1200 children a year get their dental care under general anesthesia in Florida every year and it is due to one of the lowest compensation rates in the US. Only around 10% of the dentists in Florida will accept Medicaid. Doctors look into getting enrolled in the system but reimbursement is 20% of what the dentist would normally get. Half the kids in the US rely on Medicaid for dental care. Corporate dental chains are offering some relief in some areas that take children that are on Medicaid only. Kool Smiles is one that is backed by private equity. One office manager said she enjoyed working there at the start but then it turned into a dollar system and the company computer system tracks production to the absolute minute detail. The company survives on Medicaid reimbursements. Some dentists said the chain encourages the use of crowns as they pay better, whether or not the child needs it or not.
With children under 9 the chain used 50% more crowns than normal when compared to other dental providers. Critics say the Kool Smiles business model is at the root of some of the care problems. It’s better than the alternative which would be zero but it’s cattle mill dentistry as dentists get bonuses based on how much revenue they bring in.
Small Smiles was another chain that was also backed by private equity and in Connecticut they were threatened with “malpractice” and things cleaned up a bit. There’s an interview in the video with Grassley looking into the care. When you listen to one of the folks interviewed about quality it sounds rehearsed about “how we care about quality”. Watch and make your own opinion.
There’s a non profit group in Alabama that has 15 clinics who are trying to help out and there’s no bonus system and dentists get paid a salary on whether or not they see zero patients or a number of the every day and they rely on Medicaid. The bonus here is that children get preventive care here. They hope to move the model to other states. Alabama Medicaid seems to be enough for this group with their model as they don’t have to make a profit.
Similar to nurse practitioners the dental business in Minnesota is trying the same thing, they do fewer procedures than a full on dentist. They go through training as does a dentist for the most part. People are getting treated that would normally not get treatment and this is the only state with dental therapists.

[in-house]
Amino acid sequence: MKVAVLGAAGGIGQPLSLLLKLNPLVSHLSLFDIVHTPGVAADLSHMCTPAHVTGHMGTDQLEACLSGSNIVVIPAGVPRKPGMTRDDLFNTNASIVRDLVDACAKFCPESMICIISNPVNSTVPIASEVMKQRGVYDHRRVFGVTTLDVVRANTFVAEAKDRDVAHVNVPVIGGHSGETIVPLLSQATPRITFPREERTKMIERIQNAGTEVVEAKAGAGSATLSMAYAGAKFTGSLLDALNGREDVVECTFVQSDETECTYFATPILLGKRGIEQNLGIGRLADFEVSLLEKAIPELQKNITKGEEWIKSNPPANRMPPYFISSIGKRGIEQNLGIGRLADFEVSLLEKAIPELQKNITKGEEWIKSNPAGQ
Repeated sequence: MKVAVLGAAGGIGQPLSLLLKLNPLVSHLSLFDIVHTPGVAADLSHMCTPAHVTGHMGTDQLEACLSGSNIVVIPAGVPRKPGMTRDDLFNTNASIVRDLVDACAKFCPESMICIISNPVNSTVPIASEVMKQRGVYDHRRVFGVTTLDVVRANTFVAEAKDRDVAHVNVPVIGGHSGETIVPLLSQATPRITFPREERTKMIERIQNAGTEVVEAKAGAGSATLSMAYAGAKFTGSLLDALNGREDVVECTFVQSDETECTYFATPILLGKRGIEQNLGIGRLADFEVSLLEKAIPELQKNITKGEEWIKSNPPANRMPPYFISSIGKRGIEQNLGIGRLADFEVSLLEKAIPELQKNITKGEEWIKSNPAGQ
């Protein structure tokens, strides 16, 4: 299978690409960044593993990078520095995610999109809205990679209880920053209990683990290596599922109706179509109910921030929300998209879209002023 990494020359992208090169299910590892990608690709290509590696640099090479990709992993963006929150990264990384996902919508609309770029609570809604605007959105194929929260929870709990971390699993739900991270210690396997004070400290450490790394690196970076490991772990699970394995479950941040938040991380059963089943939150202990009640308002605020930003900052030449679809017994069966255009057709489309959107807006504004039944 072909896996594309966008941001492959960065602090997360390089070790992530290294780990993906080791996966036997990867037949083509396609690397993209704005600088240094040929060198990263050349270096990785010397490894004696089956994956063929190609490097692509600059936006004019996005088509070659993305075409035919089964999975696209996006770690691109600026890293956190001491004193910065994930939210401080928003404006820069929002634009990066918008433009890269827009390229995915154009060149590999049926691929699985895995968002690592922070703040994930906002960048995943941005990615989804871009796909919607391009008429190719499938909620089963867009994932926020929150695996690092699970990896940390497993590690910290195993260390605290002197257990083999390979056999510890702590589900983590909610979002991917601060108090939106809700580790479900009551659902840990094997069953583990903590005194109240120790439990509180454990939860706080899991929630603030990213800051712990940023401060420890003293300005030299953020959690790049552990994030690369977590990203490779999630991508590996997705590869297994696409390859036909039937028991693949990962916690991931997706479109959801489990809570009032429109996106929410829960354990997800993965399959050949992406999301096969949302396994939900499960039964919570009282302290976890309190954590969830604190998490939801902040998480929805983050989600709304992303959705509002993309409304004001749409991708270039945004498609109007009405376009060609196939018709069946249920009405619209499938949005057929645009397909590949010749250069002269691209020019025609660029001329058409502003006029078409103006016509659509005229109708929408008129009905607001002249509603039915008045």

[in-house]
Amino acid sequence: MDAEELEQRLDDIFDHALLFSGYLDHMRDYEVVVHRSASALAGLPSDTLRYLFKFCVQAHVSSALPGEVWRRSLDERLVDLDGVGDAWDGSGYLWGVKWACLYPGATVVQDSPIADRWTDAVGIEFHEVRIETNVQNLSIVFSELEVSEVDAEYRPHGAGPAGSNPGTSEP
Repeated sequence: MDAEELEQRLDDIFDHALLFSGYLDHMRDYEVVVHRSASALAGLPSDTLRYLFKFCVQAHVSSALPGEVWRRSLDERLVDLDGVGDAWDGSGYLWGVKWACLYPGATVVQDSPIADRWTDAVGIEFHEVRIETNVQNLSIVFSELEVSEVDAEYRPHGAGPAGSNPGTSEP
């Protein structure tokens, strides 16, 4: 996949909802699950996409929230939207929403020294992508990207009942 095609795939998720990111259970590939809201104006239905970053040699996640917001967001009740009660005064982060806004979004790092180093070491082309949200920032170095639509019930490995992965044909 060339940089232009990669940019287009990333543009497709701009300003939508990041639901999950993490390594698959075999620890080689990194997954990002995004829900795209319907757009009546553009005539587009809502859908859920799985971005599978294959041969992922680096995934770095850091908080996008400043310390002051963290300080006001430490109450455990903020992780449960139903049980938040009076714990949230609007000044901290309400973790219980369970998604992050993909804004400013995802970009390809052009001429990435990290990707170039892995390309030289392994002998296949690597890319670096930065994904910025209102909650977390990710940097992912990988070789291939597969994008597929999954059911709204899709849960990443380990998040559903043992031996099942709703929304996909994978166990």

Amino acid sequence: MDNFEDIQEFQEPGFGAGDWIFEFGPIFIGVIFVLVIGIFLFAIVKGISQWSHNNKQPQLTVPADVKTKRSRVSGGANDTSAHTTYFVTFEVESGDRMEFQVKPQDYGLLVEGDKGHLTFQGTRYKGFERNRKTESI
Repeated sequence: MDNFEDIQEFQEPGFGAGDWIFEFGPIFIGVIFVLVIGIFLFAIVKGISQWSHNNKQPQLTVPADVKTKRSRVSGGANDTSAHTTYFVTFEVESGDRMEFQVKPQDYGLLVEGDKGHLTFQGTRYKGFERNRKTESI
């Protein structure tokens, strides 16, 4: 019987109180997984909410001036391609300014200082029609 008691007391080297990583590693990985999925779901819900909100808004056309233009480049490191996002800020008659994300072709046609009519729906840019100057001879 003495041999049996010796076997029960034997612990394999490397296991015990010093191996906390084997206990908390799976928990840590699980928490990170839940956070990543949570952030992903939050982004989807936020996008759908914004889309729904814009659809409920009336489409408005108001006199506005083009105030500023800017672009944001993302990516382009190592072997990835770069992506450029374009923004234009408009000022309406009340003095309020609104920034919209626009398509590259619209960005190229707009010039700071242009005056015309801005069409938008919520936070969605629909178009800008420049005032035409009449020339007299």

Adults are having to go to the ER room to get prescriptions for infected teeth. Over a million patients a year end up in the emergency room. Aspen dental is another corporate dental chain for adults. They specialize in dentures and make them in the office and the office managers sell healthcare credit cards. GE backs the credit cards and the dentist gets paid right away for the entire care once the patient signs the contract.
The credit cards are very high interest and it begins even before the dental work begins. We are back to the parameters of the “algorithms” on how this kicks in.
29.9% is the interest rate if a payment was missed and they paid a 175k settlement and Andrew Cuomo was in the picture on this one as well. Aspen has “pay for performance” on how much they convince patients to do with work and bonuses are paid monthly. The question is are they doing the right things for care with big carrots hanging there? Doctor’s get a percentage of the profit but the office manager bonuses are the ones doing the sales job and set up with credit cards. Some offices have “quotas” and this sound like some hospitals who tried this with admitting quotas of sorts.